When you say your a feminist…I hope you really know what that means. It means standing up for women of color.
Standing by black women who must deal with being referred to as welfare queens or ratchet.
Being a feminist is standing beside immigrant women who deal with wage theft, unsafe working conditions, and being referred to as leaving anchor babies in America.
It means standing beside Native American women who face domestic violence and rape at unprecedented rates.
It means standing beside Muslim women who choose to live out their faith and face Islamaphobia, sexism and ignorance constantly.
It means standing beside Asian women who have been misrepresented in the media to be thought of as only submissive and quiet.
Please recognize that feminism impacts the lives of every single one of these groups…but we are all women
Pedicure chair #selfie. Now with contact lenses!
They are so amazing and speak so many truths - when I have my own clinic I’m going to put all of them up on the walls. So beautiful!
Speaker Minds performs a energetic funky hip hop set on the bricks of Pioneer Square for the Portland Roots Festival 08.10.14
My braids are looking fresh!
Photos by Kel Adel (my 11 yr old!)
this person looks so happy and awesome and beautiful!
Expose: Shedding Light on Collective Beauty by Laura K Photography
Found these pictures through The Militant Baker’s website. Through each picture you can see women as they actually are and every single one of them is beautiful.
If you are female, expressing hatred for your own body is not just acceptable, it’s practically de rigeur. Failure to indulge in the requisite amount of self-flagellation – my thighs! my skin! my face! – isn’t just negligent, it’s unfeminine. Self-hatred is fundamental to how femininity is constructed, more fundamental than any of the more obvious external symbols (dress, make-up, shoes). What matters is not that you are beautiful, but you know your place in the beauty hierarchy (and since every woman ages, every woman’s place will eventually be somewhere at the bottom).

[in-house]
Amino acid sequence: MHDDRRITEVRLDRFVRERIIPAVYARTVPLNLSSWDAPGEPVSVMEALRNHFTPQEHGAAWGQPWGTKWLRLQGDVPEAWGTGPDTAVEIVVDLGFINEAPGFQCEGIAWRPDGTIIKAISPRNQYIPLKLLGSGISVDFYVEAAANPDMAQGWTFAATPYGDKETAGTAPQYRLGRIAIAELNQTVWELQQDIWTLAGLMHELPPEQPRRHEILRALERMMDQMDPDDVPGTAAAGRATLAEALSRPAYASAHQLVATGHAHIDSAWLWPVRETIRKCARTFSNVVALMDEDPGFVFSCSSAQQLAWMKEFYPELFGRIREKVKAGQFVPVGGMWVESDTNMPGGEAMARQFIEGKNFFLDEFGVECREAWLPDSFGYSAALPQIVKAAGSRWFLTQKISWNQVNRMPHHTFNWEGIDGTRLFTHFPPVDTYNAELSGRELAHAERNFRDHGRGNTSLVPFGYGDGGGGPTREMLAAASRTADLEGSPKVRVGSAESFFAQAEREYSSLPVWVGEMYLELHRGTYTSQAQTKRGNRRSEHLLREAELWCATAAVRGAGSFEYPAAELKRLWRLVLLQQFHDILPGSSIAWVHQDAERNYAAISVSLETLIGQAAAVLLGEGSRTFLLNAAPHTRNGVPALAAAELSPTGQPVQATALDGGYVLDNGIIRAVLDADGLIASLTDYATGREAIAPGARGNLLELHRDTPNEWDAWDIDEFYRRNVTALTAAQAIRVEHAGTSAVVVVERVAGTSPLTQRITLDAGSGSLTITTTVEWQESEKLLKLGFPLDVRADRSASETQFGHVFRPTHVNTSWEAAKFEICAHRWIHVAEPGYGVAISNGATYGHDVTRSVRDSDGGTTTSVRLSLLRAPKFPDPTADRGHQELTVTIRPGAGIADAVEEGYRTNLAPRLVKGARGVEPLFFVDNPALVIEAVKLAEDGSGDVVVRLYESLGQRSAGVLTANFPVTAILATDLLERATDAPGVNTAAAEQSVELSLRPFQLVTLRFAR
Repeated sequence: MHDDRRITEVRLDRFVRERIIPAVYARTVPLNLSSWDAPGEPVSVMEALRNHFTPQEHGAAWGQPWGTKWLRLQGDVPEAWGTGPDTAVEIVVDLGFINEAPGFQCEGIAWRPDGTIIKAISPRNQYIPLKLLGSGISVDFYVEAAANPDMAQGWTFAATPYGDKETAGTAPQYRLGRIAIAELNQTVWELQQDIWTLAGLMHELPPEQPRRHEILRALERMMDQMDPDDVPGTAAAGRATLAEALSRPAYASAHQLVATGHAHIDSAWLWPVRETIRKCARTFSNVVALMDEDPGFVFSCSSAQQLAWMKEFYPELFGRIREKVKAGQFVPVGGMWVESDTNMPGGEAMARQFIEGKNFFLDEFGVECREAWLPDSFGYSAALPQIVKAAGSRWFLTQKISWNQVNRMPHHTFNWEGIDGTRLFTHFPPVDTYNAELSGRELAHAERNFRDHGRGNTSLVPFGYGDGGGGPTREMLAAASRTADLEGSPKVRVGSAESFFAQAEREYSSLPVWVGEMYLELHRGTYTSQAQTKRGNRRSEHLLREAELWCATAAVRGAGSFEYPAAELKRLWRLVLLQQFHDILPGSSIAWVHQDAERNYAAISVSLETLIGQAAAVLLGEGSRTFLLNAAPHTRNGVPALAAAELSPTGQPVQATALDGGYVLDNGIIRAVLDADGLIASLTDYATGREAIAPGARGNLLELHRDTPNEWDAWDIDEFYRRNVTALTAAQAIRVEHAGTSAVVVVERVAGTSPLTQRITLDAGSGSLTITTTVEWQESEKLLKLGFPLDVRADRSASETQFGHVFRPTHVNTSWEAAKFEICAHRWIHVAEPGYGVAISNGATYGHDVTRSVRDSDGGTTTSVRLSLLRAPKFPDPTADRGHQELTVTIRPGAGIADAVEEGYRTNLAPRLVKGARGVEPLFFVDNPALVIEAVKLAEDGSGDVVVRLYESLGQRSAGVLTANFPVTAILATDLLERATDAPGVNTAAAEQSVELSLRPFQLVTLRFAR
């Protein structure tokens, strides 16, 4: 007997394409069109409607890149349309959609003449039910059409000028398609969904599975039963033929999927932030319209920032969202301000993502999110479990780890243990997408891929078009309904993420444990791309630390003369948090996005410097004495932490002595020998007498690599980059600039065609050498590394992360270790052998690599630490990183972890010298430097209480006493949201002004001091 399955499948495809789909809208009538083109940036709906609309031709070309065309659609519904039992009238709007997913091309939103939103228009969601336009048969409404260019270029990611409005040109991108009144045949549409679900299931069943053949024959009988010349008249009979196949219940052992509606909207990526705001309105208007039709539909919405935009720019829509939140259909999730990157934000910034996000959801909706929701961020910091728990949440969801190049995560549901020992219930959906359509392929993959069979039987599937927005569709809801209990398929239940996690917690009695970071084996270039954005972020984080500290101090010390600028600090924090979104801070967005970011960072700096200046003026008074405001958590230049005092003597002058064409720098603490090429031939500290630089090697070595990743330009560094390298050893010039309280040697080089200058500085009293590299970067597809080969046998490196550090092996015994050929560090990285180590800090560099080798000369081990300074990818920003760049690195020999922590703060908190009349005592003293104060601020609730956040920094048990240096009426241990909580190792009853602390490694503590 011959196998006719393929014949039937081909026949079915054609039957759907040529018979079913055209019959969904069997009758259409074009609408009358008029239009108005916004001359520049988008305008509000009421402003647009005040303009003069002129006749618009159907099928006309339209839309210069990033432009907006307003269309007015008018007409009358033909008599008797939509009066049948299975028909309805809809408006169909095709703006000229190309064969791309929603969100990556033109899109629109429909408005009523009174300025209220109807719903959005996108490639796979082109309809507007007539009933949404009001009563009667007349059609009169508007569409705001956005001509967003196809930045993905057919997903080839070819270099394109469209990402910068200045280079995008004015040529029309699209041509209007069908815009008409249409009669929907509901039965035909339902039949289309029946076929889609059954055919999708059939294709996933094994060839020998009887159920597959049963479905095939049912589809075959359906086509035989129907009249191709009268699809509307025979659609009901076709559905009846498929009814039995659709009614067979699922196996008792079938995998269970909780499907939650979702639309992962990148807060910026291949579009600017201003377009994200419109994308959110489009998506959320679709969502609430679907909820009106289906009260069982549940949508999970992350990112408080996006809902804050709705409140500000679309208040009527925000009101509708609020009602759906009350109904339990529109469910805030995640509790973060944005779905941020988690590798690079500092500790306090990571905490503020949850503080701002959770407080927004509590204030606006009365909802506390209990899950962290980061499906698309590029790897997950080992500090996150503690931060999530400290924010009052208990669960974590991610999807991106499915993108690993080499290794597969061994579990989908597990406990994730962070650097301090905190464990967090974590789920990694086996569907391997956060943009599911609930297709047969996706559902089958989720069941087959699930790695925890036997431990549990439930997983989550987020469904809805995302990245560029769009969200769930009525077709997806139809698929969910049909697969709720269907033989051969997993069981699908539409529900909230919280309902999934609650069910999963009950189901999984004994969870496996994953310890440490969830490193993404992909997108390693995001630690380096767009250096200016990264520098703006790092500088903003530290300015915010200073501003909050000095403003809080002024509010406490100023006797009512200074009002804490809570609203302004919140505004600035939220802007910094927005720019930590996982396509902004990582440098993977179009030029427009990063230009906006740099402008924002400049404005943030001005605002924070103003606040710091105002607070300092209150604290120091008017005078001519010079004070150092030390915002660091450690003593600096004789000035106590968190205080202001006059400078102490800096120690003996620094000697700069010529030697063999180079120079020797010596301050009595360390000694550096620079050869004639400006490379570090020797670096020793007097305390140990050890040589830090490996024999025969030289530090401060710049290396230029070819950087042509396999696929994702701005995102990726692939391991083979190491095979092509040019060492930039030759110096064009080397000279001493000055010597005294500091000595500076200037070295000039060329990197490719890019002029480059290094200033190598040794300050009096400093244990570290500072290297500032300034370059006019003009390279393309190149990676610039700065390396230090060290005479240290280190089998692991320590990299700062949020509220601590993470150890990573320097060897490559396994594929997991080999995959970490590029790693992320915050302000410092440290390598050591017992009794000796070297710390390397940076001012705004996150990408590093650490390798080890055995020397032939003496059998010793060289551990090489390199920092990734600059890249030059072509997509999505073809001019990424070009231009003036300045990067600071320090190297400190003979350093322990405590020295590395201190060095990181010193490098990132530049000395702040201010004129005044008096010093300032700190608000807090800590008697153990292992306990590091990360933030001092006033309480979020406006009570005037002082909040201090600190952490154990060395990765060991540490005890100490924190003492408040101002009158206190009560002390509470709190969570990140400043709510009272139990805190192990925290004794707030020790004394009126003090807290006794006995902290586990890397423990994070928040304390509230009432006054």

Young women are encouraged to bond over their dislike of excess body hair, surplus flesh and “uneven” skin. They are meant to do so in a jovial way, egged on by perky adverts informing them what “real women” do: worry about having underarms beautiful enough for a sleeveless top, celebrate curves with apologetic booty shakes and cackle ruefully over miserable Sex-and-the-City-style lunches of Ryvita and Dulcolax. It’s a gendered ritual; men get football and booze, women get control pants and detoxes. We are supposed, of course, to be grateful. Hey, you don’t have to be perfect! Just know you’re not perfect and act accordingly, with the appropriate levels of guilt and shame!
Fairy tale after fairy tale tells us that what matters is being beautiful “on the inside” but what does that really mean? It means submission, obedience and the suppression of one’s own desires. Don’t be haughty and proud. Clean the hearth. Kiss the frog. Love the beast. Suck it up when you’re replaced by a younger model. Sure, you may look fine, but you mustn’t feel fine. You mustn’t be vain. You mustn’t be angry. All fury and pain must be turned back on itself. That way you’ll be a real princess: silent, fragile and never threatening to challenge the status quo.